Divorce can be expensive, drawn-out, and painful. But one startup is betting that it can make divorce proceedings more amicable for everyone involved.
With over one million unregulated listings globally, critics of Airbnb have long said it’s only a matter of time before someone gets seriously hurt at one of the startup’s rentals. The most nightmarish scenario possible happened to a writer who is now coming forward: On Thanksgiving Day 2013, his father died from…
Unbearably cute, self-congratulatory conference room names are a startup office cliché, but money collection app Tilt takes home the prize for most simultaneously lofty and bizarre choices: Famous sites of human suffering.
When you think of the United Nations, you probably don’t think of emerging tech like drones or floating fabrication labs. But those are exactly what the staid international organization, which turned 70 this year, wants to use to address issues humans face across the globe.
In the biggest approval of commercial drone use to date, a tiny UAV startup got the OK from the Federal Aviation Administration last week to fly its fleet of 324 types of drones in the sky for “aerial data acquisition.”
On Wednesday a website called Shutdownify.com went viral on Twitter. The site supposedly allowed tech startups facing a shutdown to craft an automated notice about their imminent demise. Shutdownify itself announced that it was closing shop. But the site is 100 percent fake.
Pour one out for home cleaning startup Homejoy, one of the first big casualties of the brewing fight between workers and “gig economy” apps like Uber and Taskrabbit.
When we looked at startup horror stories last week, several commenters pointed out that crazy perks can be used to distract employees from the awful nature of their jobs. Beer pong tables, free massages, bottomless alcohol—even company-paid trips to sex workers. What’s the perk to end all perks?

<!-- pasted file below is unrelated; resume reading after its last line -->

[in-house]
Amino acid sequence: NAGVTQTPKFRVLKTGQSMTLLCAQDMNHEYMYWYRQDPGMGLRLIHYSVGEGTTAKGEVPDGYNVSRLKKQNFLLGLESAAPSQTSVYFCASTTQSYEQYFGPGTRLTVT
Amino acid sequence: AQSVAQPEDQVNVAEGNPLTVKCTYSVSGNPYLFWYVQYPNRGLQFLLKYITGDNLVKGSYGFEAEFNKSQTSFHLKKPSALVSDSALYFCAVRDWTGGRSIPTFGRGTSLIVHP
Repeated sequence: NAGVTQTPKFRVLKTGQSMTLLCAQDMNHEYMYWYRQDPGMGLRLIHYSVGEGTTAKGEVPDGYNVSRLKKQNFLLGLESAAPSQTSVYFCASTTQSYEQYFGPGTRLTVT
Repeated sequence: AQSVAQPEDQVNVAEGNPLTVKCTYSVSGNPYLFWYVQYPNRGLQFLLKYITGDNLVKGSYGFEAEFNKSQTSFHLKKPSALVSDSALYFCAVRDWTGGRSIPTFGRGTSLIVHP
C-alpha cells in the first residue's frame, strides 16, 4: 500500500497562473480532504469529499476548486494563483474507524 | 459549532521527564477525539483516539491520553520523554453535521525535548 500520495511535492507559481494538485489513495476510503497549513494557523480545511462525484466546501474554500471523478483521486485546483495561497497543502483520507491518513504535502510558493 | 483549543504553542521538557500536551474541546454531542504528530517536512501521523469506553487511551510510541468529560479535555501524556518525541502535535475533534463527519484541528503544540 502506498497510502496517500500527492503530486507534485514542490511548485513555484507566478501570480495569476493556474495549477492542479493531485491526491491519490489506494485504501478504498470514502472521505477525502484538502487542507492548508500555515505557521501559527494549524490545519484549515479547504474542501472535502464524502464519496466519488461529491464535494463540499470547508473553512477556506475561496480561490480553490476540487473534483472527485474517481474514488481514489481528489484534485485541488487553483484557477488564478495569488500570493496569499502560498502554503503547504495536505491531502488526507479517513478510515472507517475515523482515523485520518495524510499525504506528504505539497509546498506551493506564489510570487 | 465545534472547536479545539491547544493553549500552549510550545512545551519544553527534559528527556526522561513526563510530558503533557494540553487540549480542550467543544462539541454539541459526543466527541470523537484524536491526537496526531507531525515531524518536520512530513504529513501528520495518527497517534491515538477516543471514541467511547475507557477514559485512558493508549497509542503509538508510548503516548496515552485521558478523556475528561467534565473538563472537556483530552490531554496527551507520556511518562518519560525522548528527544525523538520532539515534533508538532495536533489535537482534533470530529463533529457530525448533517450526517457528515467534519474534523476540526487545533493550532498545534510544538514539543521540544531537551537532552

We asked for your nightmare tales of startup employment. Did you ever deliver—sending narratives of woe, scams, drugs, psychotic managers, drinking at your desk and more hookers than a venture capitalist could handle.
Ever since the first Internet bubble, startups are as synonymous with utter fail as with shiny success stories. Gather ‘round and unload your start-up burdens.
Back in 2011, a team of volunteers crammed Geiger counters into bento-shaped boxes to map the radiation following the Fukushima meltdown. It turned into the biggest collection of radiation data in history. Next up: tackling air pollution.
“Two Day of the Condor” is one of the strongest episodes of Silicon Valley yet, turning California labor law and server stability into compelling television. It didn’t have the equivalent of last year’s perfect dick joke, but it had something better: Dramatic tension, and sweet lady justice.
Silicon Valley picked up the pace this week, with a quick, sharp episode about betrayal, failure, and the indignities of no longer being a billionaire.
The Pied Piper gang finally has its Ari Gold, and that’s a good thing. Silicon Valley has been distinguishing itself this season by how deftly its satire straddles the line between realism and absurdism, but it’s been intermittently subdued.
So you want a table for two at Per Se, one of New York City's toughest reservations. You play phone tag with the reservationist for a week, only to find the date you want is no longer available (in fact, nothing seems to be). But soon, thanks to a new startup, you'll be able to go online, pick your date, and buy…
California's drought news gets worse (despite this funny PSA). The plan to revitalize downtown Vegas stumbles (but could still work, with better direction). And someone smeared feces all over New York City's bikeshare (for real). It's What's Ruining Our Citi (Bike) and more.
Flying from LA to San Francisco on business is a task normally fraught with stress and rage. But today, my journey begins from a better place. Instead of the gargantuan mess that is LAX, my Uber rolls up to a tiny airport three miles to the east. I start to realize just how different my work commute will be today.